HACKERS targeted Cyprus’ diplomats in exposing thousands of EU diplomatic cables, by using a ‘run-of-the-mill’ phishing campaign the New York Times has reported, as details about the EU’s handling of various international issues surfaced.
According to the CEO of the American security company Area 1, Oren Falkowitz, the phishing campaign pierced through the island’s systems and obtained passwords need to communicate with the EU’s entire database of exchanges.
“People talk about sophisticated hackers, but there was nothing really sophisticated about this,” Mr. Falkowitz said. After getting into the Cyprus system, the hackers had access to passwords that were needed to connect to the European Union’s entire database of exchanges.
Area 1’s investigators said they believed the hackers worked for the Strategic Support Force of the People’s Liberation Army, part of an organisation that emerged from the Chinese signals intelligence agency that was once called 3PLA.
“After over a decade of experience countering Chinese cyberoperations and extensive technical analysis, there is no doubt this campaign is connected to the Chinese government,” said Blake Darche, one of the Area 1’s experts.
After burrowing into the European network, called COREU (or Courtesy), the hackers had the run of communications linking the European Union’s 28 countries, on topics ranging from trade and tariffs to terrorism to summaries of summit meetings, from the vital to the insignificant.
In a statement, the EU said it “is aware of allegations regarding a potential leak of sensitive information and is actively investigating the issue.”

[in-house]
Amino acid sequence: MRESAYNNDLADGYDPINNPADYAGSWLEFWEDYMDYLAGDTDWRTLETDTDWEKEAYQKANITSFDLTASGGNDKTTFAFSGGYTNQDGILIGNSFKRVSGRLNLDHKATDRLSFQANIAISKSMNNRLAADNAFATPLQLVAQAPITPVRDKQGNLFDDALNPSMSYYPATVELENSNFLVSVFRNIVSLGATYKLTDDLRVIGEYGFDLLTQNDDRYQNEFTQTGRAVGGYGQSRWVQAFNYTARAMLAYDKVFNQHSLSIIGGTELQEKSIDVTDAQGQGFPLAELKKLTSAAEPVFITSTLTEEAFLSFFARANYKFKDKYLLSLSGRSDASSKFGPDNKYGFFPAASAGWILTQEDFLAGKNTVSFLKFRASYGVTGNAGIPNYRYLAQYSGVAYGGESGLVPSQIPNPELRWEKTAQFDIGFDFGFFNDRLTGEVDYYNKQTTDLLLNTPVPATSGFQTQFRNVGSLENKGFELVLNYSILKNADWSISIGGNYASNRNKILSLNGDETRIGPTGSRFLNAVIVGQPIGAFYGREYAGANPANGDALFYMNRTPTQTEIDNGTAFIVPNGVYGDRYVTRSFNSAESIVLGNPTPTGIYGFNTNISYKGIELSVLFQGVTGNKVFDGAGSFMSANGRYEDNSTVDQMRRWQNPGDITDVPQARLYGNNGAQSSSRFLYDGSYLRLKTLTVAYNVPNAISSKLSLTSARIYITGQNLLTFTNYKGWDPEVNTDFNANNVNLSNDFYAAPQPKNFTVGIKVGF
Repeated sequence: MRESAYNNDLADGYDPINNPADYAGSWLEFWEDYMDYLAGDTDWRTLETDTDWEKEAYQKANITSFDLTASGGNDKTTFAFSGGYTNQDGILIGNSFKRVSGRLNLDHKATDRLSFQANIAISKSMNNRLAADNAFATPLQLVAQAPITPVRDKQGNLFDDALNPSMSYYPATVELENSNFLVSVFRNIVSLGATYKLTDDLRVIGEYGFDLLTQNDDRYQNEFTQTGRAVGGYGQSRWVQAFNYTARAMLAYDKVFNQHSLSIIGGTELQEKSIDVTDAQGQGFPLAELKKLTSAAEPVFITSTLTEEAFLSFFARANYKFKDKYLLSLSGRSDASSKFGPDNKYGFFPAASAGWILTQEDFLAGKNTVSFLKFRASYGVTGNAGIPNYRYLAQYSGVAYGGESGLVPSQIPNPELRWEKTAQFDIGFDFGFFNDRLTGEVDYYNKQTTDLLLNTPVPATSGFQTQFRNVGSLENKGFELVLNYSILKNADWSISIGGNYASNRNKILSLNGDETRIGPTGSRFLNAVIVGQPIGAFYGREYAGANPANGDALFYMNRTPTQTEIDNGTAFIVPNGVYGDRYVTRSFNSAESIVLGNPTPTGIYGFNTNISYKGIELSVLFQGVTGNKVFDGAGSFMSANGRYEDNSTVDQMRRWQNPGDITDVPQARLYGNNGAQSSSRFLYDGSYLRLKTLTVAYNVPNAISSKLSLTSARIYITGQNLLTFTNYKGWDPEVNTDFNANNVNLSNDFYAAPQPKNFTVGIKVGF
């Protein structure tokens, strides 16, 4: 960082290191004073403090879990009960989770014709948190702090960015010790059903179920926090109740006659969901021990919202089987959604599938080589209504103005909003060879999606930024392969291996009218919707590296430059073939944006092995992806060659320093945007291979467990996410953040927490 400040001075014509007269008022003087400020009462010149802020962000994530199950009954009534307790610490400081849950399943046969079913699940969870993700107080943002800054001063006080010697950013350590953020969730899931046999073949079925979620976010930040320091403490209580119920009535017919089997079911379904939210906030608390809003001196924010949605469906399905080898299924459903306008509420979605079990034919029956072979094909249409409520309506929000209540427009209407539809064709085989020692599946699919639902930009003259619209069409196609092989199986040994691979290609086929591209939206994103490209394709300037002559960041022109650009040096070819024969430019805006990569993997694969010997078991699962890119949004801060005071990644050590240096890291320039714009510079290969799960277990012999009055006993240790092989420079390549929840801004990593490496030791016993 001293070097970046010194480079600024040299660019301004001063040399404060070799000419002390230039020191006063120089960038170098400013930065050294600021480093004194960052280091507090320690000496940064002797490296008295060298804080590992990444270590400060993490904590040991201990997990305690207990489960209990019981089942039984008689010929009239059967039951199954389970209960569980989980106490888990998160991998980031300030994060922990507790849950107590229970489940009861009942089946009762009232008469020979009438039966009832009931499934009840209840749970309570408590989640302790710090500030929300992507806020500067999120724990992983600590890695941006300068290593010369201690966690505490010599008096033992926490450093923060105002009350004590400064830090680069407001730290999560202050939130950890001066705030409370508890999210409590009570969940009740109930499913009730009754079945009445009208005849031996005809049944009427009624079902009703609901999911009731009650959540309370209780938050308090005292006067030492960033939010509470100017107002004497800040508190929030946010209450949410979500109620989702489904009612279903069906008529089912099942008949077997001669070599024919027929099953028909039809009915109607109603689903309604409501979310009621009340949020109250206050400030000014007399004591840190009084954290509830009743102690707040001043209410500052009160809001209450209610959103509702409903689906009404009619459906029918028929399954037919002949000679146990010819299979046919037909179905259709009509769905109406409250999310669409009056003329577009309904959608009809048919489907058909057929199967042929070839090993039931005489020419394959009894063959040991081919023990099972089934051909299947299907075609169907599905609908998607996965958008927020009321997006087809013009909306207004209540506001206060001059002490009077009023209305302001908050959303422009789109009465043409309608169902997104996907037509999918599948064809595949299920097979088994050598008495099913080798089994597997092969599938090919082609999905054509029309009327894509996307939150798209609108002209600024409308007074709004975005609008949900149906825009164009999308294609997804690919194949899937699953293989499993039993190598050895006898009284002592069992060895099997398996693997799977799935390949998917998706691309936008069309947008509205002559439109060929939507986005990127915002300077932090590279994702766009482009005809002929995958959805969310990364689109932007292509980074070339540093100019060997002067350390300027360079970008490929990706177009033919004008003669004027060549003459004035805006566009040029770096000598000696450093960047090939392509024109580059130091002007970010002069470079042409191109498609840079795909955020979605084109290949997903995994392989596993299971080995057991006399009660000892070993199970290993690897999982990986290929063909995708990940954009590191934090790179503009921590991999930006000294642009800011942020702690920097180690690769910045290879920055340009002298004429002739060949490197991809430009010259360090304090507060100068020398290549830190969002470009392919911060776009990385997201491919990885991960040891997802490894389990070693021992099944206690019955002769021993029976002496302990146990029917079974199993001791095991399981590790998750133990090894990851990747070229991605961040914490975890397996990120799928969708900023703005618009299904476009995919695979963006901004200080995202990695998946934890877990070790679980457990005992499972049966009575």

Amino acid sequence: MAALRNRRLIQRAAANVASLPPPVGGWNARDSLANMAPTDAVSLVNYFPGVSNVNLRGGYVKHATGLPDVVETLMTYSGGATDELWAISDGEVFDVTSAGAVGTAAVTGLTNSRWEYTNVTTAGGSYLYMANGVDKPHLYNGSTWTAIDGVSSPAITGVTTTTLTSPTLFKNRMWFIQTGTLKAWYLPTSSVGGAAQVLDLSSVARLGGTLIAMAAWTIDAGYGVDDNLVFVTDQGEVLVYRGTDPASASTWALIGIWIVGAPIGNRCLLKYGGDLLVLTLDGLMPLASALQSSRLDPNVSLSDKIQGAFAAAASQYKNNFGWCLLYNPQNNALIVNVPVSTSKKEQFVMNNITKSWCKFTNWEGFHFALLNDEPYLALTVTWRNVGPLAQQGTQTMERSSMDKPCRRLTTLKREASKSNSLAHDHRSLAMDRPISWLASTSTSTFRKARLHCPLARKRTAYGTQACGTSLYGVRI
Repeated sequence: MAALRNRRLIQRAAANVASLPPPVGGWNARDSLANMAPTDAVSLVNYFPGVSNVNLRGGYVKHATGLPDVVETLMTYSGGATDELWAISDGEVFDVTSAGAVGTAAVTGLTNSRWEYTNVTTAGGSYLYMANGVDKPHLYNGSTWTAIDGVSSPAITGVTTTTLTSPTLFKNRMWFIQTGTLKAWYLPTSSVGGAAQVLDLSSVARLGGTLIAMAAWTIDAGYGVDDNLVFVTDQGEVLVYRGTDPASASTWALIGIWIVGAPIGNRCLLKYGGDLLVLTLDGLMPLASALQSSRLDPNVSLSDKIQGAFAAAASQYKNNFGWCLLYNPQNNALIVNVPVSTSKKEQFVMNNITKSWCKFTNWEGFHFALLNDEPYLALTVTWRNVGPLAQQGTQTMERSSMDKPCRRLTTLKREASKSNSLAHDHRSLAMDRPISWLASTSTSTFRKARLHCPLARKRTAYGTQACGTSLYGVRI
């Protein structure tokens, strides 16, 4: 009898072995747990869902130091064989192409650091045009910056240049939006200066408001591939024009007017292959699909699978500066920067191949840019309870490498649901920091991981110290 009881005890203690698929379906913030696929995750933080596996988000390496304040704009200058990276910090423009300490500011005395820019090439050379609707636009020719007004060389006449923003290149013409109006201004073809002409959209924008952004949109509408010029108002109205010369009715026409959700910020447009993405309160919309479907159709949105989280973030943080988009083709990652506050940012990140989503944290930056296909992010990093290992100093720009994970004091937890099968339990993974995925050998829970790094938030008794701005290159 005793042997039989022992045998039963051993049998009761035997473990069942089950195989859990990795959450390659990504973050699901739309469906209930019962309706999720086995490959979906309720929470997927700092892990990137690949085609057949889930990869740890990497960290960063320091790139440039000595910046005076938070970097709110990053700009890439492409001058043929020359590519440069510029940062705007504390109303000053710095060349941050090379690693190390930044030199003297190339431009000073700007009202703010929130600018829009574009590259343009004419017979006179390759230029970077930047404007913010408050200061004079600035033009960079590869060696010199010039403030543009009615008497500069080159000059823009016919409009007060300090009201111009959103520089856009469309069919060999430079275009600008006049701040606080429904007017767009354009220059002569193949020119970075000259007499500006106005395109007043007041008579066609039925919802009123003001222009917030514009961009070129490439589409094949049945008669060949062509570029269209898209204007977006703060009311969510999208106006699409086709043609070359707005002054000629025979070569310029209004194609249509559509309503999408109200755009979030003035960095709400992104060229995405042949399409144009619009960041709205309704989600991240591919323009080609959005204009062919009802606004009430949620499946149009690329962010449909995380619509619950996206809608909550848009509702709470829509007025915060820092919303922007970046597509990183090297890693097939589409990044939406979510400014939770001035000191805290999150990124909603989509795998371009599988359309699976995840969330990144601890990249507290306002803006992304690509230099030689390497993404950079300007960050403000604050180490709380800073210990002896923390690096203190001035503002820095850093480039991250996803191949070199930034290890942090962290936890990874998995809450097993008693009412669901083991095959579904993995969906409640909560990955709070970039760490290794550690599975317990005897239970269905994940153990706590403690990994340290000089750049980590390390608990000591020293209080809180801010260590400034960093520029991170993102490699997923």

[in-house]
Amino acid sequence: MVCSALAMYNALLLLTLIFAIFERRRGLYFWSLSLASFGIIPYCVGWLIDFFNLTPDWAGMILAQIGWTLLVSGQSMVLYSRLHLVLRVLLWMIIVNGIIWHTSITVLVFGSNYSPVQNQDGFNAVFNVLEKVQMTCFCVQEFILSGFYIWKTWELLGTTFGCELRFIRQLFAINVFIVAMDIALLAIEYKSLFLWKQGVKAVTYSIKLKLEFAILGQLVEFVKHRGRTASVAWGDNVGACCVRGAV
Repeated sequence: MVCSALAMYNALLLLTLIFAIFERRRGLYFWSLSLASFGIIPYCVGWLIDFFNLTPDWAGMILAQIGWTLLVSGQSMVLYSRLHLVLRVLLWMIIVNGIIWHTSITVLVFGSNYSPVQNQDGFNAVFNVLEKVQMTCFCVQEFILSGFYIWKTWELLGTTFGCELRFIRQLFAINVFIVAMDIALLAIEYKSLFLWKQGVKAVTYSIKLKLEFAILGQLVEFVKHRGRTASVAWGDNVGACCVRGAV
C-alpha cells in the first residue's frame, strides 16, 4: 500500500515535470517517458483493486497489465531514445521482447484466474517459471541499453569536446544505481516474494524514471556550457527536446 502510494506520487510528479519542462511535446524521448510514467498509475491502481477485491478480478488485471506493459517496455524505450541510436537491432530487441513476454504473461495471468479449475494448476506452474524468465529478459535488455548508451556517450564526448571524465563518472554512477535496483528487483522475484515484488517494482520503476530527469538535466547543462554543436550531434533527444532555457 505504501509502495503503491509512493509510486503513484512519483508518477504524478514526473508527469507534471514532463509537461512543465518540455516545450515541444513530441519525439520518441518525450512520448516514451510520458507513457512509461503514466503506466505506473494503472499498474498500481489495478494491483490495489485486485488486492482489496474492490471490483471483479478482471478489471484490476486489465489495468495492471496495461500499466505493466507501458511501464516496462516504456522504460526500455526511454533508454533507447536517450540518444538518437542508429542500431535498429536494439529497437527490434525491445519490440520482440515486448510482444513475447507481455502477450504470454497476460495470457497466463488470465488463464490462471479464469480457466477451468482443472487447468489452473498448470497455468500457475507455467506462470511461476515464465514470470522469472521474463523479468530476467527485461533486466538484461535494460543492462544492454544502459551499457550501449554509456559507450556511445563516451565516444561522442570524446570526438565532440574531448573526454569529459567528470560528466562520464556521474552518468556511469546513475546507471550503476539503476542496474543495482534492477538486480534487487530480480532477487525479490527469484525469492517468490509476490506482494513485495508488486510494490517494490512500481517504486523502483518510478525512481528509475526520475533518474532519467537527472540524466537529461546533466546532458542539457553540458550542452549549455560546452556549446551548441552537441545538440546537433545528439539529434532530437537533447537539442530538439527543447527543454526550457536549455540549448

However, the EU did not further comment on the issue saying that it does not discuss allegations or matters relating to operational security.
The European cables are reminiscent of the WikiLeaks publication of 250,000 State Department cables in 2010. But they are not as extensive and consist of low-level classified documents that were labelled limited and restricted.
Many of the reports were the ordinary business of diplomacy — weekly reports from missions from places like Kosovo, Serbia, Albania, Russia, China, Ukraine and Washington, and included descriptions of conversations with leaders and other diplomats or visits to non-European countries.
European officials said they are trying to overhaul their networks — an expensive process in which technological improvements usually cannot protect against flawed human judgment. They insisted that confidential, secret and “tres secret” material is handled differently than the cables seized by the hackers and noted that a new system, known as EC3IS, is being developed to handle the more sensitive documents that are shared among the diplomats.
For communications in capitals like Moscow and Beijing, yet another network, known as Zeus, is being installed for delegations of member states.